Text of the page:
When things go wrong in the horse show ring. Part 3

WHAT might you expect to go wrong in the show ring? I’ll put on my judge’s hat and share common mistakes. So common, in fact, that every score sheet has a menu of these mishaps and space to record their numerical deductions.
WHY do these things happen? Here, I’ll wear my hat as a specialist in horse behaviour (and generally curious person ). Uncover the source and the symptom begins to fade away. Here are the final 3 common show ring “suddenly moments “ and how to make the best of them!

When things go wrong in the horse show ring Part 1

If you plan to step into the horse show arena, expect the unexpected. Few sports have more variables than equestrian. This is the 1st of a 3 part article I wrote for Canadian Horse Journal. What might you expect to go wrong in the show ring? I’ll put on my horse show judge’s hat and share common equestrian mistakes. Additionally, I’ll wear my hat as a specialist in equine behaviour. Fixing WHAT happened depends on discovering WHY it happened.

The ups and downs of western pleasure. Part 3

How did western pleasure world get caught up in controversy? Slower lopes, lower heads, longer reins, stiller tails? Because of the specialization of the western pleasure horse and the process it takes to produce a winner, many of my amateur riders I coach have opted for the “all around” route. Classes offered at stock horse shows include western riding, trail, ranch riding and horsemanship. In pattern events, a horse which lacks the quality movement or compact stride of a pleasure horse can still be competitive.

The ups and downs of western pleasure . Part 2

The calmness and manners expected by competitors in the western horse show world is admired by other riding disciplines. This was one of the factors that attracted me years ago to the quarter horse horse show circuit. “Well-broke”, they stood still while mounted, ground tied and ALWAYS loaded. I’ve carried over the expectation of manners into the coaching and training I do with all horses and riders. So if calm and mannerly good…is MORE better?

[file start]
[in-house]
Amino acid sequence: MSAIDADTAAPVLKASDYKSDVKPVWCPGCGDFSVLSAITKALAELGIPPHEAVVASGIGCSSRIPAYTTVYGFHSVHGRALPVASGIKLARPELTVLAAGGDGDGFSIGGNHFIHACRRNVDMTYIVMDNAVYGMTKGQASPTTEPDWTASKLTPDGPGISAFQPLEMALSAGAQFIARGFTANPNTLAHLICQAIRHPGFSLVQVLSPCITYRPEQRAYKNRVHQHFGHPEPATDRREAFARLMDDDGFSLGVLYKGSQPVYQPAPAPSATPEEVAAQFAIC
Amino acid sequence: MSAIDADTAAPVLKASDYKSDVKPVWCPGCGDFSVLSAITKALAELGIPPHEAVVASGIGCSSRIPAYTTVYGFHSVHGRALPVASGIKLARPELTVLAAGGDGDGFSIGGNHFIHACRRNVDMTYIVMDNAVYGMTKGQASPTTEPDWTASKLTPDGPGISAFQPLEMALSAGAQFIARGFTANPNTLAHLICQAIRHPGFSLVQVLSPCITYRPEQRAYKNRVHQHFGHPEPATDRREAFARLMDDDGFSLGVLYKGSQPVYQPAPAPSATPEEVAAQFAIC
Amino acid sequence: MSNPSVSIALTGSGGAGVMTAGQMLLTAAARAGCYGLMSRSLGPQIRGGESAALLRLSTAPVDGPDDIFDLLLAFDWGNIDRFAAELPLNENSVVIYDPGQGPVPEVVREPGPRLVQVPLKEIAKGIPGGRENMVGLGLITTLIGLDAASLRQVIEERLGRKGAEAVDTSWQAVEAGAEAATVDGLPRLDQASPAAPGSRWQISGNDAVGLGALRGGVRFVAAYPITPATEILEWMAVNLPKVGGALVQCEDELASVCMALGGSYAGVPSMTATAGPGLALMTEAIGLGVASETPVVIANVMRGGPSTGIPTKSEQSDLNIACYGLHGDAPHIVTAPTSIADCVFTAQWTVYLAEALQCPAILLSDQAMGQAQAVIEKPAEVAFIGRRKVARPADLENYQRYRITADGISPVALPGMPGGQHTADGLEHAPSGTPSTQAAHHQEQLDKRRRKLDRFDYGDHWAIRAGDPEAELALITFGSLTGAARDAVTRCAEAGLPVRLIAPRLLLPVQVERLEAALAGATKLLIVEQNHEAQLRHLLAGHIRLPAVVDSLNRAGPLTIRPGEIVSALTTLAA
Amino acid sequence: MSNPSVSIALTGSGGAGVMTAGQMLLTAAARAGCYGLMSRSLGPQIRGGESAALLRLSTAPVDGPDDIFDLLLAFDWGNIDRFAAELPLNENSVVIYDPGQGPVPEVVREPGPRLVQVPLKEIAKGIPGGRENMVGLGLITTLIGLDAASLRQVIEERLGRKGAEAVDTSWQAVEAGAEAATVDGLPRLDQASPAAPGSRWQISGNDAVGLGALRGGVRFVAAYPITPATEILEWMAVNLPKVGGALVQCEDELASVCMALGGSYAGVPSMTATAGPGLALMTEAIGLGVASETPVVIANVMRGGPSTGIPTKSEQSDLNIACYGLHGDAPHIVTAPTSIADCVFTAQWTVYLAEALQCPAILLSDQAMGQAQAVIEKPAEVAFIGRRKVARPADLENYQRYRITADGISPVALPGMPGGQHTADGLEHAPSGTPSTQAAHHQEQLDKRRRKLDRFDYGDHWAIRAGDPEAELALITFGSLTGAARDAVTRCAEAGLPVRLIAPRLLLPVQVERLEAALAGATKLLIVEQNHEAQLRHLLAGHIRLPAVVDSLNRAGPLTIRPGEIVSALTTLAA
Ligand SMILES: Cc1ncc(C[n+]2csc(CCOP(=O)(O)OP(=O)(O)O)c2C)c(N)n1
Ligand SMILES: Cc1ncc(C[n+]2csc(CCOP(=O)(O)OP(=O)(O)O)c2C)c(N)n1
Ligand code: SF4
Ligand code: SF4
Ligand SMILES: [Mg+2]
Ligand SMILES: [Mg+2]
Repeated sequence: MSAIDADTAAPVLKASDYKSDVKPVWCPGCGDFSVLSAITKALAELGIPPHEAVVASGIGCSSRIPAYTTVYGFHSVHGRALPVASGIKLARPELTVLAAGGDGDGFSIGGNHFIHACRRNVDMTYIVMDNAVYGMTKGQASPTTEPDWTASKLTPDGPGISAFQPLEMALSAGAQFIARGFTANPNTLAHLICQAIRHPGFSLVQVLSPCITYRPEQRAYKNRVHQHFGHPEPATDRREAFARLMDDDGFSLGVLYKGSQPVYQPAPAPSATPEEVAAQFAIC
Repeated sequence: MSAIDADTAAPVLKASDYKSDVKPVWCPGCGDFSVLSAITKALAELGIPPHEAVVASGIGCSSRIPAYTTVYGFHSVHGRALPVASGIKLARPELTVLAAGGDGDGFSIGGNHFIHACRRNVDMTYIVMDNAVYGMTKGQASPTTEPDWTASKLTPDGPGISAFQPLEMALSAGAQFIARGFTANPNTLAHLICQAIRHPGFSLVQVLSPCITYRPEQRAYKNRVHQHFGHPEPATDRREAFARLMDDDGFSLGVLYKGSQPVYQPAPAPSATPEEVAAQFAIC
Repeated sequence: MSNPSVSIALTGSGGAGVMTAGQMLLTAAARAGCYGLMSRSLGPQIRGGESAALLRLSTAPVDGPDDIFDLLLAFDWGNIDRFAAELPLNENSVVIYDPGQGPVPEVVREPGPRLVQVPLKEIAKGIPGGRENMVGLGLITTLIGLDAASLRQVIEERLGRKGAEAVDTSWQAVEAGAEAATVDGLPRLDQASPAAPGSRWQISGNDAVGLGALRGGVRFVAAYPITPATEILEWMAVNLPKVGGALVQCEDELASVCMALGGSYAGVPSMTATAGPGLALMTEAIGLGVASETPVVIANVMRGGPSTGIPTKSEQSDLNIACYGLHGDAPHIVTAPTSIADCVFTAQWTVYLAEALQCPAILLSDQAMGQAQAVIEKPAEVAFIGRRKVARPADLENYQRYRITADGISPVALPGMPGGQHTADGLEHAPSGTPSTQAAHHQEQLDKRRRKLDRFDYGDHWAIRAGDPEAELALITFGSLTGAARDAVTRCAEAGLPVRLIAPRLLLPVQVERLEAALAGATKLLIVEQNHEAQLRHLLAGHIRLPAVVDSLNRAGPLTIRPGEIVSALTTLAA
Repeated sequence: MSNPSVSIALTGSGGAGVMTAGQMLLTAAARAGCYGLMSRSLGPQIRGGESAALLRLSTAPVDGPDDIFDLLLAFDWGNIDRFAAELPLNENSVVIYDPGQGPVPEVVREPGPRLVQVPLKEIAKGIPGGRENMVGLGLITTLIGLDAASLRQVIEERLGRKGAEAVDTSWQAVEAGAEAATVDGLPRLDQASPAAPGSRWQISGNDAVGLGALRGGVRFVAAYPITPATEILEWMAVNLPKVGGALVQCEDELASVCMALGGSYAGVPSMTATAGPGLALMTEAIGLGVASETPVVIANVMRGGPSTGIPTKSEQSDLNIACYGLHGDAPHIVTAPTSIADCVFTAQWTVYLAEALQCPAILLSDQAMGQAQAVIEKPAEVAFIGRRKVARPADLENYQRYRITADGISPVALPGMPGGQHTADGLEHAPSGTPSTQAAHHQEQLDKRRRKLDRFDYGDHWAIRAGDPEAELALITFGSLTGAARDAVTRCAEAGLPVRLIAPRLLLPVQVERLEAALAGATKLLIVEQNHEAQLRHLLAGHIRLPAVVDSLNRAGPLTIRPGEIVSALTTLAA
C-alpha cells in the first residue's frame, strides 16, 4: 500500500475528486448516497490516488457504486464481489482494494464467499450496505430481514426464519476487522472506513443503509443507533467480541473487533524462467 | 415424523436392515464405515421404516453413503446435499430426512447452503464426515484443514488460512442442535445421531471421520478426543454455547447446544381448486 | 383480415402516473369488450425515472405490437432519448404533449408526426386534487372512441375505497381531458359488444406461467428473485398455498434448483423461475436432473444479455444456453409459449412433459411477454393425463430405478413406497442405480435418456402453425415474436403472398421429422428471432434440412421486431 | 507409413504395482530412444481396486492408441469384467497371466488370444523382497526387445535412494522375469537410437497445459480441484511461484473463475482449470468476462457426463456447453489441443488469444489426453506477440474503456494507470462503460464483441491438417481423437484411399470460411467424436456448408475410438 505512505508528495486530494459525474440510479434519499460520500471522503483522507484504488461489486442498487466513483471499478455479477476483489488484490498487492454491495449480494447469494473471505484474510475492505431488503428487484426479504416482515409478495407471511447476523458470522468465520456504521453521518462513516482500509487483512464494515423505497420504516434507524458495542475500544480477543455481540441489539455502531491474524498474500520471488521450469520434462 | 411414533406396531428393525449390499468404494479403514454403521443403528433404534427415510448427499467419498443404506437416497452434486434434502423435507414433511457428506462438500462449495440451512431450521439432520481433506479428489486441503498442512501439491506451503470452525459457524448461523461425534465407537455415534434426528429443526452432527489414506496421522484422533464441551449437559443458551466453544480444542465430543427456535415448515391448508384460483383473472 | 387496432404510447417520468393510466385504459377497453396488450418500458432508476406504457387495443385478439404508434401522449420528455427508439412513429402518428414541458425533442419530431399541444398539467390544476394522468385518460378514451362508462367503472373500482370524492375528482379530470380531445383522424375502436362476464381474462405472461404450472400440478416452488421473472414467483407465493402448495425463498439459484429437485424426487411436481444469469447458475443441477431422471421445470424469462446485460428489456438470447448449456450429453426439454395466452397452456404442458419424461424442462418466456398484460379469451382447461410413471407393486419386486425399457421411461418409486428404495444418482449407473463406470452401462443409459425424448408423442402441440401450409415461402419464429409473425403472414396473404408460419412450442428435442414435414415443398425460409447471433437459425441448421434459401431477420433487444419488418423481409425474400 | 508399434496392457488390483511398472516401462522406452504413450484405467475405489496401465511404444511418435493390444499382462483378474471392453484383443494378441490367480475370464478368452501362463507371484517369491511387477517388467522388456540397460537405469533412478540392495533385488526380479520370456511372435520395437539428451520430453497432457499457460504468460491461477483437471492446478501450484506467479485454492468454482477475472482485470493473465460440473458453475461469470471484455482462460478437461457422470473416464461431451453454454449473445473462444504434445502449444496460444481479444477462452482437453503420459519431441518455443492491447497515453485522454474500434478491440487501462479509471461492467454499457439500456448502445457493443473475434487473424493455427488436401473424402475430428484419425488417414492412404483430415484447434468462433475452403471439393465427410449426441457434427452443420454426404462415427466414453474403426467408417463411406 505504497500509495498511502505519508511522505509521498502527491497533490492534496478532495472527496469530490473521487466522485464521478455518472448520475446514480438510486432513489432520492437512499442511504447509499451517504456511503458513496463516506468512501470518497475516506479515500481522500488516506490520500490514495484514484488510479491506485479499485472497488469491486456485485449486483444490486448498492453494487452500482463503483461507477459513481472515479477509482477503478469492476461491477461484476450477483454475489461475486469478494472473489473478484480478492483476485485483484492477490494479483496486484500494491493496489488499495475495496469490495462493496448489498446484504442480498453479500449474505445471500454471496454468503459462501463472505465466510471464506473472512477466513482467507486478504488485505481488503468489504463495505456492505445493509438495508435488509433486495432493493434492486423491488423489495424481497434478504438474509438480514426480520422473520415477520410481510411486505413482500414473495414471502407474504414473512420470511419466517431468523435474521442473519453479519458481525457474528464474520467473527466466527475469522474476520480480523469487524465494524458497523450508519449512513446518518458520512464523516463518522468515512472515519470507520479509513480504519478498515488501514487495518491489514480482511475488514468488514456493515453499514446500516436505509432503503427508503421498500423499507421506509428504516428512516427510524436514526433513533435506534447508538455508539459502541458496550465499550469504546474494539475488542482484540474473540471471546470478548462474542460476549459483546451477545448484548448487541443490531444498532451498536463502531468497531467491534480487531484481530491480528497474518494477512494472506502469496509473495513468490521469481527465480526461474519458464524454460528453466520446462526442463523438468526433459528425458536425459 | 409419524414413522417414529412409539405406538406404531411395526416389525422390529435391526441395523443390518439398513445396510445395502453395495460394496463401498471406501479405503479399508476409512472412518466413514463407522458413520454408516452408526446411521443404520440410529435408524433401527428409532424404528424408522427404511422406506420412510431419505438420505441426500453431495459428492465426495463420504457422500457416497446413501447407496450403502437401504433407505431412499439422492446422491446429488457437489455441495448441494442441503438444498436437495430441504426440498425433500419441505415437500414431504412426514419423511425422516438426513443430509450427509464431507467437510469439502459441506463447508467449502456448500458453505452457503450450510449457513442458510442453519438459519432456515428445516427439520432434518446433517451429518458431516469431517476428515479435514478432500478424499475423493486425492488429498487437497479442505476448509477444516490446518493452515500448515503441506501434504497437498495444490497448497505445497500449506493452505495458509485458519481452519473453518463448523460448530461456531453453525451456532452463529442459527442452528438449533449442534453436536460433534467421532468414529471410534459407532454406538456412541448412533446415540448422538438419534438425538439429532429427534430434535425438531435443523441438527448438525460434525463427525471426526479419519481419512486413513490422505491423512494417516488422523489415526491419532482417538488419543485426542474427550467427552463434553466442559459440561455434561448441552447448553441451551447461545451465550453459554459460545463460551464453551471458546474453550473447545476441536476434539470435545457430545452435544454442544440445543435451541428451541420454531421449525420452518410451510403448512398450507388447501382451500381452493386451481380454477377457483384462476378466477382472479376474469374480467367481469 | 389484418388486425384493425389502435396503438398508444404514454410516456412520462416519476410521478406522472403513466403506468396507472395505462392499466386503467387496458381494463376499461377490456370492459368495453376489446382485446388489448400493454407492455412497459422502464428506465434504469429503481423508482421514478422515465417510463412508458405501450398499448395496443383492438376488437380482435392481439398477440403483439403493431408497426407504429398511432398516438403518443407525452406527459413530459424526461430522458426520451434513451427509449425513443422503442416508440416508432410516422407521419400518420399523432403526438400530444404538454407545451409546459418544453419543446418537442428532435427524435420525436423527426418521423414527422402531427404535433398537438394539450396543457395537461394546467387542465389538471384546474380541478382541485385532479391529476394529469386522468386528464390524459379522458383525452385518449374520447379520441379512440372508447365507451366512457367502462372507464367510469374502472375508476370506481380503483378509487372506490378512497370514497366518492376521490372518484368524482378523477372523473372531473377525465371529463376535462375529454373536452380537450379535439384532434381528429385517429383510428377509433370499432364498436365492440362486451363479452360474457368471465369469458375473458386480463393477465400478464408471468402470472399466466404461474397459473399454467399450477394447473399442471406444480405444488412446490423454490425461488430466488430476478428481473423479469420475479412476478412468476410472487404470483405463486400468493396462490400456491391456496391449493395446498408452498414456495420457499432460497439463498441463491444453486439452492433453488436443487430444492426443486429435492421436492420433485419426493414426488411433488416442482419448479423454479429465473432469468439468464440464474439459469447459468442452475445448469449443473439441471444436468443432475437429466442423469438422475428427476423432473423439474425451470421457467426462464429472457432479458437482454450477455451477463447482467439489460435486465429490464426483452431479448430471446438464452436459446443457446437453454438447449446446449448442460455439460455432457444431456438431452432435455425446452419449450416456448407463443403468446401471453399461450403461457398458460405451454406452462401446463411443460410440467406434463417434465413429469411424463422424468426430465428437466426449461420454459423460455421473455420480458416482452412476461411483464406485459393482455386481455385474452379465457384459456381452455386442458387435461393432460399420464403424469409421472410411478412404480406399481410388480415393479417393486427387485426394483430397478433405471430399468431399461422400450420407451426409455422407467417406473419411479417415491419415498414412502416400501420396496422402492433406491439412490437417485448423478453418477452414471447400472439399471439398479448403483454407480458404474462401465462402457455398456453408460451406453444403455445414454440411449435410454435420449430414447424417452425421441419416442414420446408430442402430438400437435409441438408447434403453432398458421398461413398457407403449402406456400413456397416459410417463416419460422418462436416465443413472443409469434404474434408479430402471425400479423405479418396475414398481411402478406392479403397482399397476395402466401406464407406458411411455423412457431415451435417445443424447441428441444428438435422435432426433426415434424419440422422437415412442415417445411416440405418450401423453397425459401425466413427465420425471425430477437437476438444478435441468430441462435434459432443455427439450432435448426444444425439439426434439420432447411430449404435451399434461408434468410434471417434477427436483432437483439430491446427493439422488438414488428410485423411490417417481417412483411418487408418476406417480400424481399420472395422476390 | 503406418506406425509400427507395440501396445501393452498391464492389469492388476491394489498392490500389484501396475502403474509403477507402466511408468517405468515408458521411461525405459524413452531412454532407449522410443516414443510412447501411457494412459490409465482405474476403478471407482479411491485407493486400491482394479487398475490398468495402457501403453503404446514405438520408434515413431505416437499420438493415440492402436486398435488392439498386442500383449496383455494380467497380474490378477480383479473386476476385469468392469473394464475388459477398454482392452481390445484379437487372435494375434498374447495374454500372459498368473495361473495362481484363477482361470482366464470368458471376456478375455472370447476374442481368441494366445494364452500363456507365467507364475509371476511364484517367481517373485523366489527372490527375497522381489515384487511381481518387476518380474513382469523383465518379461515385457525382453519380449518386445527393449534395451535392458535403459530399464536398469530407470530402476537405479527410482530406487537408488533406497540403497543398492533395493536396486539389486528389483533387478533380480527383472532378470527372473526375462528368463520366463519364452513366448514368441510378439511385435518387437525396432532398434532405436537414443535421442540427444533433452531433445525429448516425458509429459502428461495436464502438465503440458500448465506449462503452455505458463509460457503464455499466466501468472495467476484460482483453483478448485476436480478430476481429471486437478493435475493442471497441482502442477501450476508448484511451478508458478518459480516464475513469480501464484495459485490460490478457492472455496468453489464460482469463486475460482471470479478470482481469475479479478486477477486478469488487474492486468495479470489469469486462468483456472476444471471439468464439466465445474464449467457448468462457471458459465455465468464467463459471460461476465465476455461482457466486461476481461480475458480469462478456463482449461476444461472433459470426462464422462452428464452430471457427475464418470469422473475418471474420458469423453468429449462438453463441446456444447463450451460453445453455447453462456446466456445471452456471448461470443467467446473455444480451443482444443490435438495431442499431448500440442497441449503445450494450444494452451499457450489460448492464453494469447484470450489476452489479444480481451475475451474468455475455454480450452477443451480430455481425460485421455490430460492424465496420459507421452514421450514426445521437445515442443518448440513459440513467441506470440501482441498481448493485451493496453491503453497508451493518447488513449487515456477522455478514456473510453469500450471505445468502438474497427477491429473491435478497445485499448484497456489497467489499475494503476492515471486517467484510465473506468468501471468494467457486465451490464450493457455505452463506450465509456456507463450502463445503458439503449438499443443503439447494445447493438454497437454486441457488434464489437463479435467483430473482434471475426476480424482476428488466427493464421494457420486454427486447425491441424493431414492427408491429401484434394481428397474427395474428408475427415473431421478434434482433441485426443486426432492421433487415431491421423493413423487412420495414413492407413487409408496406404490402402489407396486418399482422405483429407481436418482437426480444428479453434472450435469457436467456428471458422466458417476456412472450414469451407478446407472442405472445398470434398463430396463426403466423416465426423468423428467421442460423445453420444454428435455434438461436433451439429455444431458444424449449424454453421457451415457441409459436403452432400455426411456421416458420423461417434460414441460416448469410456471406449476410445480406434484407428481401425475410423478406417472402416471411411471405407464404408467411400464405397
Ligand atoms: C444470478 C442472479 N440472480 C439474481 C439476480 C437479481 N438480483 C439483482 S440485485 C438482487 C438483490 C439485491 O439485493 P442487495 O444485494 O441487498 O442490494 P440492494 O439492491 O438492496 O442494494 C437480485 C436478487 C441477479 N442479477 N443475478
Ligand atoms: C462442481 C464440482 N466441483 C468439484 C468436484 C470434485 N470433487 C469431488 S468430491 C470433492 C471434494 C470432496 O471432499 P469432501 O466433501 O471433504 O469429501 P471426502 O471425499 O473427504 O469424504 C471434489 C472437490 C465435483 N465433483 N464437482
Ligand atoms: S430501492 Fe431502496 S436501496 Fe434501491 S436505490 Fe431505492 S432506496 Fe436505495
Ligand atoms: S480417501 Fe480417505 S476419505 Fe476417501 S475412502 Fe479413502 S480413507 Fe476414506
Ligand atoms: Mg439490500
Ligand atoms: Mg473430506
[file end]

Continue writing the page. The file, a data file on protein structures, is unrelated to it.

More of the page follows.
The ups and downs of Western Pleasure

In my travels teaching riding clinics, ‘“talking horse” with equestrians from various disciplines, the subject of western pleasure often comes up with the dressage and hunter/jumper riders I meet. NO discipline is without its fads and extremes. Dressage, show jumping, reiners and gaited horses have been called out for unethical practices and “unnatural” training techniques.

Horses behind the bit.

Once a horse learns how to escape the hands of a rider, he’ll tend to hide behind the bit even with a rider of educated hands, avoiding the annoyance before it begins. In equitation science, this is called “avoidance conditioning”. Thankfully, most horse show judges these days aren’t swayed by that horse with his nose tucked in – they’re looking past the head to analyze the balance, rhythm and relaxation of the whole picture.

Preparing for the horse show exam. 7 tips to be ready for next season. Part 2

“Good luck!” it’s heard countless times a day at the horse show in-gate. Yet we know better – horse show success is more than luck!
A horse show validates the skills you’ve acquired in the classroom of the training ring when tested in a different environment – the competition ring. Steps skipped in mastering the phonics and formulas of horsemanship will show up later in the exam!
As a horse show judge, I am giving and grading your next horse show “exam”. As a riding coach, I help you study for it!
So here are my final 3 tips to prepare for your next competition: